David Lidington, until recently the Deputy Prime Minister in Theresa May’s Government, has condemned the decision to prorogue Parliament.
Lidington said in an interview on BBC Radio 4’s Today Programme:
“If this had been done by Labour government, Jacob Rees-Mogg would have been leading the denunciations of it. Some of my Tory colleagues, who are cheering at the moment, would have been turning purple with rage.
It sets a very bad precedent for future governments. It’s a pretty good rule that if you are tempted to play around with parliamentary and constitutional procedure, is don’t do something that you wouldn’t want a government of a different party to do to you.”
Philip Hammond, David Lidington, Rory Stewart and David Gauke have all confirmed that they will be leaving the Cabinet. All four had made their announcement in advance of Boris Johnson becoming the next Prime Minister.
Hammond was the Chancellor of the Exchequer, Lidington was the Deputy Prime Minister, Stewart was the Secretary of State for International Development and Gauke was the Secretary of State for Justice.
David Lidington, the de facto Deputy Prime Minister, has unexpectedly given his support to Rory Stewart in the Conservative leadership contest. The move is expected to give a boost to Stewart’s campaign in the day before the second round of voting starts amongst MPs. Boris Johnson, the former Foreign Secretary, won the first round by a large margin and is still the favourite to win the contest.
David Lidington, the Chancellor of the Duchy of Lancaster, has confirmed that the UK Government has reached agreement with the Welsh Government on the European Union Withdrawal Bill. The Government has though still to reach agreement with the Scottish Government on the bill, although talks are expected to continue.
Lidington said in a statement:
“I am very pleased that the many months of detailed negotiation have got us to a point where we have now reached an agreement with the Welsh Government on changes to the Bill. This is a significant achievement that will provide legal certainty, increase the powers of the devolved governments and also respect the devolution settlements. The UK Government has made considerable changes to the EU Withdrawal Bill to address issues that have been raised in Parliament and by the devolved administrations
It is disappointing that the Scottish Government have not yet felt able to add their agreement to the new amendments that Ministers and officials on all sides have been working on very hard over recent weeks. I thank them for that effort and hope that they may still reconsider their position. All governments agree that it would be best for all parts of the UK if we had an agreed way forward on the EU Withdrawal Bill”.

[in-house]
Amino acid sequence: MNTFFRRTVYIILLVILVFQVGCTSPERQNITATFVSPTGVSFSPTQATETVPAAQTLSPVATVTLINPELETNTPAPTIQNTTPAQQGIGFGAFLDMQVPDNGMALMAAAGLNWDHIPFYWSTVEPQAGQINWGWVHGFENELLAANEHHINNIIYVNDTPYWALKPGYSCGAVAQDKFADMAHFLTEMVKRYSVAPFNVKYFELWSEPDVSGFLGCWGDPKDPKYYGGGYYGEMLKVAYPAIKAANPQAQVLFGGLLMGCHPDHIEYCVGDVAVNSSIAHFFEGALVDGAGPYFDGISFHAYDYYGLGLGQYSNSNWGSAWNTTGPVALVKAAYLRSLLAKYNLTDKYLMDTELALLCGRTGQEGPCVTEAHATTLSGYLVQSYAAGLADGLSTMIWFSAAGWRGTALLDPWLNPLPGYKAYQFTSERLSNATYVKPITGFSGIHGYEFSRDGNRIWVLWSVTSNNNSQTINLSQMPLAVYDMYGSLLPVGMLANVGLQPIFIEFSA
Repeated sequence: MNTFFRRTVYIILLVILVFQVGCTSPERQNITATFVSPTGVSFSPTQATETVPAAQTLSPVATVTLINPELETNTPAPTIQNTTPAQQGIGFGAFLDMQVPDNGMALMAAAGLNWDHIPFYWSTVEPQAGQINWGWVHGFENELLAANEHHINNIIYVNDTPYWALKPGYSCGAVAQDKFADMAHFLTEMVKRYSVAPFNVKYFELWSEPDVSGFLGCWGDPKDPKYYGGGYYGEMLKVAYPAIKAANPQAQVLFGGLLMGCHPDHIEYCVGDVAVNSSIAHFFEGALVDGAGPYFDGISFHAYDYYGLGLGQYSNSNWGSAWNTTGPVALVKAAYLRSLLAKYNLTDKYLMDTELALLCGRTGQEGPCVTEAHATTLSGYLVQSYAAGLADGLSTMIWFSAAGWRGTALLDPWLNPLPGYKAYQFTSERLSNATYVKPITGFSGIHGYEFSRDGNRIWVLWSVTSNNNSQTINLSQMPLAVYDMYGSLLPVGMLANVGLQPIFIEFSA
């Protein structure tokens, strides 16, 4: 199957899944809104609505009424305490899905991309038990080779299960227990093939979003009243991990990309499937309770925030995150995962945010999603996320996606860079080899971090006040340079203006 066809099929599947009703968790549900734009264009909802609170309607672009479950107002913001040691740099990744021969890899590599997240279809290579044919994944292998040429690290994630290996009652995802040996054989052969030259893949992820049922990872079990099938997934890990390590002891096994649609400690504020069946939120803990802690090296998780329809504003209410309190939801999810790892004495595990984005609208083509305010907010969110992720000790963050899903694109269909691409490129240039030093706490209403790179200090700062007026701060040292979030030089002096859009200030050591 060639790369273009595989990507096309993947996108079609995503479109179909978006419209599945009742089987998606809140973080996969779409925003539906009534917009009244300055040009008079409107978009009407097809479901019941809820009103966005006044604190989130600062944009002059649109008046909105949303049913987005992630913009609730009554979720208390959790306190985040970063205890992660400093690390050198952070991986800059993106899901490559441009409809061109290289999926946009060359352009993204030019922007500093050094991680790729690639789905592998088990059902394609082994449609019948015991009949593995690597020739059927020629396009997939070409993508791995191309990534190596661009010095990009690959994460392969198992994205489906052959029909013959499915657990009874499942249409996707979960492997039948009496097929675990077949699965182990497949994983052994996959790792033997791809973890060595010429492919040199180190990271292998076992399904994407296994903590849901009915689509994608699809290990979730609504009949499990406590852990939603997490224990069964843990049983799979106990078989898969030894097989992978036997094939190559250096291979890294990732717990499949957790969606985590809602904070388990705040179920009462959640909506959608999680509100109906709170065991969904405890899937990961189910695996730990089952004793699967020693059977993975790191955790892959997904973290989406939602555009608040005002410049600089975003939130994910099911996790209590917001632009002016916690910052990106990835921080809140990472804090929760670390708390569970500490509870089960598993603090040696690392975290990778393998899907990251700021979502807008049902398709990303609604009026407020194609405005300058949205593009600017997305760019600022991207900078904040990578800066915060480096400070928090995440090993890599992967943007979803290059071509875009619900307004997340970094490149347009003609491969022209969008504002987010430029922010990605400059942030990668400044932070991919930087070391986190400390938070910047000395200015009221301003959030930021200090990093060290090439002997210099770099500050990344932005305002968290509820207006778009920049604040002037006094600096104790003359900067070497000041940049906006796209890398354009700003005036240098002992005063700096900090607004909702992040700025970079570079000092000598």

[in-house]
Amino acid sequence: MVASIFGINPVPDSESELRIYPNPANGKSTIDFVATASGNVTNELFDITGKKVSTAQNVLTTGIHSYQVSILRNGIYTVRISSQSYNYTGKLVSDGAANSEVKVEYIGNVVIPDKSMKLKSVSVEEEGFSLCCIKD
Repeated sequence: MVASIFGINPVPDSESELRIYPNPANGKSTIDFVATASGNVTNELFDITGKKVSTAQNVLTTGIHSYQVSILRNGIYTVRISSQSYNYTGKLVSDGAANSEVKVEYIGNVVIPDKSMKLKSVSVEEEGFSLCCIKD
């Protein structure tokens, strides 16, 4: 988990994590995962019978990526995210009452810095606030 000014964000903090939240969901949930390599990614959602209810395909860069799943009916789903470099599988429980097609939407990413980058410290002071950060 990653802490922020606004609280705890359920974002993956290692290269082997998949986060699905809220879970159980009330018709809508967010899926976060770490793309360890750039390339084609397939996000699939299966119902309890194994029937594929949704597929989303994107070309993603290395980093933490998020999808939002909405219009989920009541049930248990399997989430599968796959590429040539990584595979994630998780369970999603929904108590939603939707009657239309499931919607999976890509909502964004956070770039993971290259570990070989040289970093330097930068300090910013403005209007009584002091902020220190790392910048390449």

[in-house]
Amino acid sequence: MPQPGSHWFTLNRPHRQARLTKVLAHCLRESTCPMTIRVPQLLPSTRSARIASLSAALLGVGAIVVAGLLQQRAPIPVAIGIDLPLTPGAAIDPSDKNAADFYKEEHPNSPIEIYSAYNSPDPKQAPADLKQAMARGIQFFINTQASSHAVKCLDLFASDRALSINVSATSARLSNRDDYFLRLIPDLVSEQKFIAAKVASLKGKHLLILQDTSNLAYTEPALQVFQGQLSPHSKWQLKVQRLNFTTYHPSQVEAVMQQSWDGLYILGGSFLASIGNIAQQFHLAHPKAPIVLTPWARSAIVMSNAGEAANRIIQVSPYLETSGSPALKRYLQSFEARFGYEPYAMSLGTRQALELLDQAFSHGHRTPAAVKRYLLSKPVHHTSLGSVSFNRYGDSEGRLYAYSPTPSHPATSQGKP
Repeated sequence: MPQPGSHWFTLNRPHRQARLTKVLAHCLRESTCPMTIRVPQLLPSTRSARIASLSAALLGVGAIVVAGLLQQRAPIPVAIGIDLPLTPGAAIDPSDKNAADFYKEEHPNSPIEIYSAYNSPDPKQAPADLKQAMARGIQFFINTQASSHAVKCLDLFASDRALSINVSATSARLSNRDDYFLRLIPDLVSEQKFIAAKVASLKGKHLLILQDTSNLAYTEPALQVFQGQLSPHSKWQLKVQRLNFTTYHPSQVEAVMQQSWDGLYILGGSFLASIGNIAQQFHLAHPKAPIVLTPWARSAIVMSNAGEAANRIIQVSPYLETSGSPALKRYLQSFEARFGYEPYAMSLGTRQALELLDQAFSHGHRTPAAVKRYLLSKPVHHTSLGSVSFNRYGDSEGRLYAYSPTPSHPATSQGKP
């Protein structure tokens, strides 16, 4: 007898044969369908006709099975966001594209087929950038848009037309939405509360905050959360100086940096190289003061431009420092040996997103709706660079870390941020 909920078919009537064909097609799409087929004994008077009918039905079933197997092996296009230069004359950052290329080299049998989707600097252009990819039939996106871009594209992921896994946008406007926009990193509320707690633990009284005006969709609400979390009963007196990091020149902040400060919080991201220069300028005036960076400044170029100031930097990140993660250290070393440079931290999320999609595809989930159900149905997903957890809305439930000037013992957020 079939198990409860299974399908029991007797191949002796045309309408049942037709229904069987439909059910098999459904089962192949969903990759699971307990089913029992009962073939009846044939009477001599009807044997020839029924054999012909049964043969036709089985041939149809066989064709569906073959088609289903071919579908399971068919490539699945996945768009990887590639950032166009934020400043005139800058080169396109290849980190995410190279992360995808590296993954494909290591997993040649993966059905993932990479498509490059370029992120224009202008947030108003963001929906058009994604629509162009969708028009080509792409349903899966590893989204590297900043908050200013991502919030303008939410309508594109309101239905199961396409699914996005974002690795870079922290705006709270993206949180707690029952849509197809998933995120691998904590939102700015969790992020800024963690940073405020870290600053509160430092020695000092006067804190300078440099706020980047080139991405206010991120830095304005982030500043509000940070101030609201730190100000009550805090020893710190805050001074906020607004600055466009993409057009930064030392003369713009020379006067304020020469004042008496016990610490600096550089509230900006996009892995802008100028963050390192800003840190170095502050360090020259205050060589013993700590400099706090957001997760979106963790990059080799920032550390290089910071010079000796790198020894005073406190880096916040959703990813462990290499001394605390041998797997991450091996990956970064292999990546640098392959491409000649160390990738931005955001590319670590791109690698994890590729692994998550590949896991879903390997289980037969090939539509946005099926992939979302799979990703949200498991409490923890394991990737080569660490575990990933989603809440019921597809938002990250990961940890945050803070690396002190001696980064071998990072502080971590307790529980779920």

The Government has announced that £2.5 million of funding will be provided to the city of Salisbury to help it recover from the recent attack which has been attributed to the Russians. The Government said that the Ministerial Recovery Group had agreed to the money which will aid tourism and local businesses.
David Lidington, the Chancellor for the Duchy of Lancaster and Minister for the Cabinet Office, said in a statement:
“The people of Salisbury have shown great strength and resilience in the face of a cowardly and indiscriminate act. The Government is committed to supporting this historic British city as it recovers and we will continue to do everything possible to help Salisbury moving forward. The message is clear: the city is safe and its shops, restaurants and beautiful sites remain open for business”.
Money will be given to Wiltshire County Council to help fund their operations with money also being made available to local businesses and a funding package will be given to the local tourism industry.
David Lidington, the Chancellor of the Duchy of Lancaster, and Carwyn Jones, the First Minister of Wales, have discussed the progress being made with the Brexit talks, with Lidington saying that progress has been made. The talks were also attended by Alun Cairns, the Secretary of State for Wales, and Mark Drakeford, a Welsh Government Minister.
Lidington said in a statement:
“I would like to thank Carwyn and the Welsh Government for their constructive approach on the EU Withdrawal Bill. We both agree it is absolutely essential that all parts of the UK are ready for the day that we leave the EU. We need to protect the benefits of the UK internal market, making sure that there are no new barriers to living and doing business for people in Wales and other parts of the UK on the day we leave the EU. And as we’ve always been clear on, we expect that as powers are returned from the EU a substantial number will transfer directly to the Welsh Government.
We want to do all of this in a way that takes account of the concerns that have been expressed by the Welsh Government. We have had a helpful discussion today and I am encouraged that we can make progress in trying to find an agreed way forward on the EU Withdrawal Bill. Ministers and officials from both Governments will continue to work closely on these issues over the coming weeks”.
Jones said on Twitter:
“Continued to press UK Government on flawed EU Withdrawal Bill – helpful signals today from David Lidington but we still need firm action”.